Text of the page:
Restrictions didn’t stop Mozart from thriving

The Mozart “Solemn Vespers” will be performed on March 30.
Photo courtesy of the Orchestra of New Spain

By Christine Finnegan

The Orchestra of New Spain (ONS) will present the Mozart “Solemn Vespers” and Courcelle’s Italian Mass March 30 at Zion Lutheran Church, 6121 East Lovers Lane, Dallas, 75214. Tickets are $25 and $10 (with student ID) available through ticketdfw.com or by calling 214-871-5000.

“Solemn Vespers” is a hallowed choral composition written by Wolfgang Amadeus Mozart in 1780. The setting was composed for liturgical use, the title suggesting that the work was intended for vespers, the sunset evening prayer service in Orthodox Roman Catholic, Eastern Catholic, Anglican and Lutheran liturgies. “Solemn Vespers” is an expressive liturgical piece that in spite of restrictions by Archbishop Colloredo, manages to include subtle references to opera and counterpoint in its structure of six movements, from exuberance to tranquility to a Magnificat finale.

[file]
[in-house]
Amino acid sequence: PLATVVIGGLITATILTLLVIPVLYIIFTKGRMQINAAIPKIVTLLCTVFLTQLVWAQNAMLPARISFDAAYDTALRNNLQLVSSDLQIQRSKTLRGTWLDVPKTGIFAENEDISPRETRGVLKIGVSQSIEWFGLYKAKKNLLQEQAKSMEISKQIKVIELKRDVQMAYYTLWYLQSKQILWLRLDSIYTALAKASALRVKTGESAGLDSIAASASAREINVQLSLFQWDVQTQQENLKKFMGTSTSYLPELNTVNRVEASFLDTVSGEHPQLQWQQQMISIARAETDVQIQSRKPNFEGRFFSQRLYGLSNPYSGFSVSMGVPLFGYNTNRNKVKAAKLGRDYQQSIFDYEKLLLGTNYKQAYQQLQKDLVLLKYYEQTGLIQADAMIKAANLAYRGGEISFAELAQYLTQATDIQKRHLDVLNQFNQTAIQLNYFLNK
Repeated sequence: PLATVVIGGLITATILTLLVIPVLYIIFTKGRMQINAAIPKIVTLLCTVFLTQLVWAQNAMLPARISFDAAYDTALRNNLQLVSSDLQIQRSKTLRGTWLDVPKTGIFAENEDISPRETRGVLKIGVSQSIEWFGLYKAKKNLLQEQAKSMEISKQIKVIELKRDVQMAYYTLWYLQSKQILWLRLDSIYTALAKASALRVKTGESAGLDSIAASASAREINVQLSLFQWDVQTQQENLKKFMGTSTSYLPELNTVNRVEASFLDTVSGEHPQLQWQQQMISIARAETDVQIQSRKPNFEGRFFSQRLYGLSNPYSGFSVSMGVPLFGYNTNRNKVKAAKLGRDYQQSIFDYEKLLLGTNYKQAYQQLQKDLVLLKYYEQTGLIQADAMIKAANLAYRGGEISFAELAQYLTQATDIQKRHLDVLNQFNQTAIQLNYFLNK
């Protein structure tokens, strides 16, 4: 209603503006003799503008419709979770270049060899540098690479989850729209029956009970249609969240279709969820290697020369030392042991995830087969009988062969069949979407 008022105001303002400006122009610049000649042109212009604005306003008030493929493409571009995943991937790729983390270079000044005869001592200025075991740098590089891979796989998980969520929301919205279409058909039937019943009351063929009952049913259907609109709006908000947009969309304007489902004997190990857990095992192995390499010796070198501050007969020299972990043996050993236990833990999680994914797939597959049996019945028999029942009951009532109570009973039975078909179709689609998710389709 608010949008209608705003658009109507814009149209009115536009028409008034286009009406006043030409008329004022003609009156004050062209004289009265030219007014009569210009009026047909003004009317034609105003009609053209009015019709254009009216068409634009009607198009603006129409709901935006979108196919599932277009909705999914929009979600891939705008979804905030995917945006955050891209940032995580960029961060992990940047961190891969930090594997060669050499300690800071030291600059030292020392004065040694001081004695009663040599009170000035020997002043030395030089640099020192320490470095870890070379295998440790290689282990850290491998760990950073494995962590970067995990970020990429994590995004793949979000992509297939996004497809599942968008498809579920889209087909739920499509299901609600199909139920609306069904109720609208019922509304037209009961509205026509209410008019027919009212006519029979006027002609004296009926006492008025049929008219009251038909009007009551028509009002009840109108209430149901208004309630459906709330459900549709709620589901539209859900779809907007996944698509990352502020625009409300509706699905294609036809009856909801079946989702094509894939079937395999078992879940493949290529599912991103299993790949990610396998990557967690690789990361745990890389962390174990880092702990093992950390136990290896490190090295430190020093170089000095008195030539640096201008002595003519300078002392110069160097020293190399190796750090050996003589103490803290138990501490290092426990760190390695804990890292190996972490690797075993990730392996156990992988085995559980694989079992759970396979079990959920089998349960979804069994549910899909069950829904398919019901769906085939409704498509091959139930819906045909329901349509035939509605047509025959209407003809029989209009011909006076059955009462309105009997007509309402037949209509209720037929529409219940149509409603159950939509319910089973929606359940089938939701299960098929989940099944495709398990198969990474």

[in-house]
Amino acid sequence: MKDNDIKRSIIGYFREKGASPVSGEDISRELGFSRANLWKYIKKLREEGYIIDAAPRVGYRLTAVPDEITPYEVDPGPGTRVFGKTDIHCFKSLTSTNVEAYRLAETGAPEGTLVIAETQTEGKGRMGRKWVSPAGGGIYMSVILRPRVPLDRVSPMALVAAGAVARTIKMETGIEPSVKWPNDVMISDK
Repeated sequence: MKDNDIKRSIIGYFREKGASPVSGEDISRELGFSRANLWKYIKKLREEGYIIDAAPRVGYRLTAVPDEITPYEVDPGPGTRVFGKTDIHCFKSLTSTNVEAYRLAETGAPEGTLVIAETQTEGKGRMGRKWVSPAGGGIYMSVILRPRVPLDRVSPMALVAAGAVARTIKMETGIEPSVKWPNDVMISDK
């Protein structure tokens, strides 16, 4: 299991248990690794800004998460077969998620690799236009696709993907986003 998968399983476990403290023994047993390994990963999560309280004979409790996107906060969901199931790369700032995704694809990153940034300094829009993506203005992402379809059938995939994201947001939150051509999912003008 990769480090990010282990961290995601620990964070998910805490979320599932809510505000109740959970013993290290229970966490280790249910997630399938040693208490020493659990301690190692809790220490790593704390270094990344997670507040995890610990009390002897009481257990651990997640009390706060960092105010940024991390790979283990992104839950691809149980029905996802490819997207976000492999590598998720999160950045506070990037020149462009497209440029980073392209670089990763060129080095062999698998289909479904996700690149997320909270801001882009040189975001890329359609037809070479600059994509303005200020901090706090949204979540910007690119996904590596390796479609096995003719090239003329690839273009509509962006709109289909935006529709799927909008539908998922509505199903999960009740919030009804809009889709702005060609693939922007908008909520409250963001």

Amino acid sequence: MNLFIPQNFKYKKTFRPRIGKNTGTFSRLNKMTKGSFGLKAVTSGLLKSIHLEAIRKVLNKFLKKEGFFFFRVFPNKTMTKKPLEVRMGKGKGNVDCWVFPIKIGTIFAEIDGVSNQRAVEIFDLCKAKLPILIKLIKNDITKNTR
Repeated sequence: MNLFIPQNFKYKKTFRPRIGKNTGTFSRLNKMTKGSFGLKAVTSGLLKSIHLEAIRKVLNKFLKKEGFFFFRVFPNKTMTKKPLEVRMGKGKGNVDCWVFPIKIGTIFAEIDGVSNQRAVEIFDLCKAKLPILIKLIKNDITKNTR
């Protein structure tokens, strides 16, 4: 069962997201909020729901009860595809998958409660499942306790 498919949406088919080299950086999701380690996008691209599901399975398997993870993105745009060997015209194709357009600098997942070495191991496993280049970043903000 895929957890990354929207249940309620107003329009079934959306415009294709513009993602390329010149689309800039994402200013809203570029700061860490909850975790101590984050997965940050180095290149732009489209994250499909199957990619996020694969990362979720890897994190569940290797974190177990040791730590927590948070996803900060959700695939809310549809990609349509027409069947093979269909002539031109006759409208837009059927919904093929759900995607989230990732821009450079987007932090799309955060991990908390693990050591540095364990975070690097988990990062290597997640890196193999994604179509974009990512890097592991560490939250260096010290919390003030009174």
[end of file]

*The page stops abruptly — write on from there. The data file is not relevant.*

The Italian Mass is one of 33 mass settings by Francisco Courcelle, who was a prolific composer of some 250 sacred pieces. He lived from 1705-1778, bridging baroque and classical eras with ingenuity. While his Italian years are little documented, we do know that this mass was written in 1731, the year in which his first opera was produced in Venice.

“Mozart ‘Solemn Vespers’ is remarkable for many reasons, but it is especially notable because the rules for acceptable church music were inhibiting to 18th century composers,” said ONS artistic director Grover Wilkins. “Mozart was able to adhere to the church’s doctrines with the “Solemn Vespers” and also compose a piece that has stood the test of time. He created a work with operatic pretentions that was appropriate for a liturgical venue while including his own artistic voice.”

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